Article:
Well, that was interesting.
We think that as well as this year’s wildly entertaining Eurovision Song Contest went, the result may present EBU with more than a few headaches.
First, the EBU can no longer pretend that the Song Contest is apolitical. Its ham-fisted attempt to institute a restrictive flag policy backfired, and they ultimately scaled it back. Armenia and Azerbaijan’s strained relations were again on display in the first Eurovision Semifinal after the recent military actions over Nagorno-Karabakh. And Sweden as the host country made political points throughout the two Semifinals and the Final, most poignantly with The Gray People interval act.
Oh, and then there was this year’s winner. “1944” is a good song to be sure, and Jamala presented it with rich emotion. But it is the weight of the back story that propels it. While, yes, on the surface, this song is about Jamala’s grandmother during World War II, the parallels to the current conflict over Crimea are not at all subtle.
This year’s results, too, made it abundantly clear that the EBU is still struggling to find the right balance between jury and public vote in determining the outcome. Lest we forget, the jury vote was introduced in an effort to offset neighborly or political voting. The new Melodifestivalen-style voting presentation certainly made things more exciting at the end, but it also exposes that the national juries wield too much power. Even though the rules were changed this year to give more weight to the public vote, this is the second year in a row where the winner of the public vote finished third because of the juries. When the juries have such power to nullify their selections, it’s hard to sound credible when telling the people of Europe how much their votes count. Clearly, there is more work to be done.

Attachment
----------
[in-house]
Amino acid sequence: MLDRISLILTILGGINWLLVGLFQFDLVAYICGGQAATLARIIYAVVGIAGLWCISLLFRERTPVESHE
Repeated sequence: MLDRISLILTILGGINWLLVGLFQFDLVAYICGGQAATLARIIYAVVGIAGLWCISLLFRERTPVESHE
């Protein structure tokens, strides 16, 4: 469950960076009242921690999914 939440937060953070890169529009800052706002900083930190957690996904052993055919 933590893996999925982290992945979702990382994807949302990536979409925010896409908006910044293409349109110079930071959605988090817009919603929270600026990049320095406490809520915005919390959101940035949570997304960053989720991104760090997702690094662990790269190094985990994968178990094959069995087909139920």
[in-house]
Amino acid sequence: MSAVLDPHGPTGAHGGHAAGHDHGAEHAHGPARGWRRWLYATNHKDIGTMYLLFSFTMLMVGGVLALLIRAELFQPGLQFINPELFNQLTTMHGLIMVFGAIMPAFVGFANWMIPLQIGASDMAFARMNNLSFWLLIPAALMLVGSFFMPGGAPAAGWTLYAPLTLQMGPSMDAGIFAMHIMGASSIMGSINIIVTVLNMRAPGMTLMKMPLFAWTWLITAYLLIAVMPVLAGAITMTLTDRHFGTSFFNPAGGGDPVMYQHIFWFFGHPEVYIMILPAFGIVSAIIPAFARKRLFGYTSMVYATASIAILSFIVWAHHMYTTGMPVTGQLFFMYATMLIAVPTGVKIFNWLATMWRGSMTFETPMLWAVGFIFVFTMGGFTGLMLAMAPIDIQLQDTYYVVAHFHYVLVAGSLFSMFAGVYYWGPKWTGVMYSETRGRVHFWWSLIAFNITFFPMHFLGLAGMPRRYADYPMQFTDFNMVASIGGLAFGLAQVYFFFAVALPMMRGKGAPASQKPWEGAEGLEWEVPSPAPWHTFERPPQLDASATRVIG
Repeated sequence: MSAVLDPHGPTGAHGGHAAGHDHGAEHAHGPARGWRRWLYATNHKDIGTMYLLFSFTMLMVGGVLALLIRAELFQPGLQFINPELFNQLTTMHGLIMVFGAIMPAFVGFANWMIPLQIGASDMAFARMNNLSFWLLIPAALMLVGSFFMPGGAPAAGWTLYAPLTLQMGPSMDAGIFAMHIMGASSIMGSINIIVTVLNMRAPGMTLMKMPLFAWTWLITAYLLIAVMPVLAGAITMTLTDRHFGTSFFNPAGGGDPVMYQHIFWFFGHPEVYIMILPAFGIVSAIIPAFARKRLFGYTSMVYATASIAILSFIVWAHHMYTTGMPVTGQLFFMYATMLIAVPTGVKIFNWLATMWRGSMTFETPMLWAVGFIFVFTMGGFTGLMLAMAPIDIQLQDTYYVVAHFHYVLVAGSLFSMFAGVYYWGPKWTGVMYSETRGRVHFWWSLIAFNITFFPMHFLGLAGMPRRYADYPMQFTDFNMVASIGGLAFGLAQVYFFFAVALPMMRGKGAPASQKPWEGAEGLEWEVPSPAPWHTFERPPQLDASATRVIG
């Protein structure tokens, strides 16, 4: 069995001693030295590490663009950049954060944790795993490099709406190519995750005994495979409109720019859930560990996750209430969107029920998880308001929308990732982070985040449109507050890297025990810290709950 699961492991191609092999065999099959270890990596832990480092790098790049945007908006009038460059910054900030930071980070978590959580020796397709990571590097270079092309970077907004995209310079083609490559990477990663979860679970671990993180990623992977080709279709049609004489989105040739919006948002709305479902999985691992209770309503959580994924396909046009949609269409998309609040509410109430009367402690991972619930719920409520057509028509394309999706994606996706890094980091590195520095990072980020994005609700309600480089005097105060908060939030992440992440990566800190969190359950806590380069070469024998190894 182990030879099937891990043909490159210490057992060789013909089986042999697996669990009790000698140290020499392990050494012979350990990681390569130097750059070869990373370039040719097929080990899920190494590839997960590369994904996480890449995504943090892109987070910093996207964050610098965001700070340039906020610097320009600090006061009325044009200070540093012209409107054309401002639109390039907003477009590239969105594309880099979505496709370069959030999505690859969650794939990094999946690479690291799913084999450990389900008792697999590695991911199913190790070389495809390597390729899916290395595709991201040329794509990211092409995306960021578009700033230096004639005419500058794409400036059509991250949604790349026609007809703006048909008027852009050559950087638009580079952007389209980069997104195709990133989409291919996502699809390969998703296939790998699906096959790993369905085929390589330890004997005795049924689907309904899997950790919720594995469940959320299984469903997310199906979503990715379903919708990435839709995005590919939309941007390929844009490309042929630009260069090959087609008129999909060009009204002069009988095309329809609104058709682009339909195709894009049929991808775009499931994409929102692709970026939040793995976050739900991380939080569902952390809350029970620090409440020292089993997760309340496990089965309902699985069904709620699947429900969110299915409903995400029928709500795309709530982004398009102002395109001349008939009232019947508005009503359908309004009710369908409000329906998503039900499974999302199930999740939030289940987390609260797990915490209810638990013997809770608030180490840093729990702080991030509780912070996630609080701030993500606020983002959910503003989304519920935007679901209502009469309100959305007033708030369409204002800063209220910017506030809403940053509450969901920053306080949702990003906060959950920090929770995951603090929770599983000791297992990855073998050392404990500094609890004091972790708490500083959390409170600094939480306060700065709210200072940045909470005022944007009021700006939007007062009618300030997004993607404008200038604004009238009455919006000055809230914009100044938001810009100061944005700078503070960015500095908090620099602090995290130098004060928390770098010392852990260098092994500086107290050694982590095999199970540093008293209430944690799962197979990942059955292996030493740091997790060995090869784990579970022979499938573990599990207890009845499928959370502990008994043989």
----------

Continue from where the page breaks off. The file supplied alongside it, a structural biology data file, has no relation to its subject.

All of which brings us to Russia. They won the televote but only placed fifth among the juries. Moreover, they lost to a song about Crimea. We can’t imagine that either of these things will sit well there. To be honest, we could see Russia sitting out next year’s Song Contest. (As has apparently already been suggested.) But beyond withdrawing in protest, the big question for Russia is this: Do they really want to send one of their performers into hostile territory? Not just a hostile crowd that could boo them, but a whole country that is quite hostile towards them. Then again, Russia has shown that they have chrome-plated balls and a complete disregard for what anyone says about them, so perhaps they’ll stick it out. Maybe they will be able to pick someone with broad appeal in Ukraine. You know, like Sergey Lazarev.
Given all of that, the EBU must be thanking their lucky stars that Australia didn’t win. We’ve never complained about Australia’s participation, but we also think that an Australia win would have made for an uncomfortable year of preparation. We wonder if the creation of an Asia-Pacific Song Contest marks the end of Australia’s participation. Then next year, the United States can take their place! (Just kidding)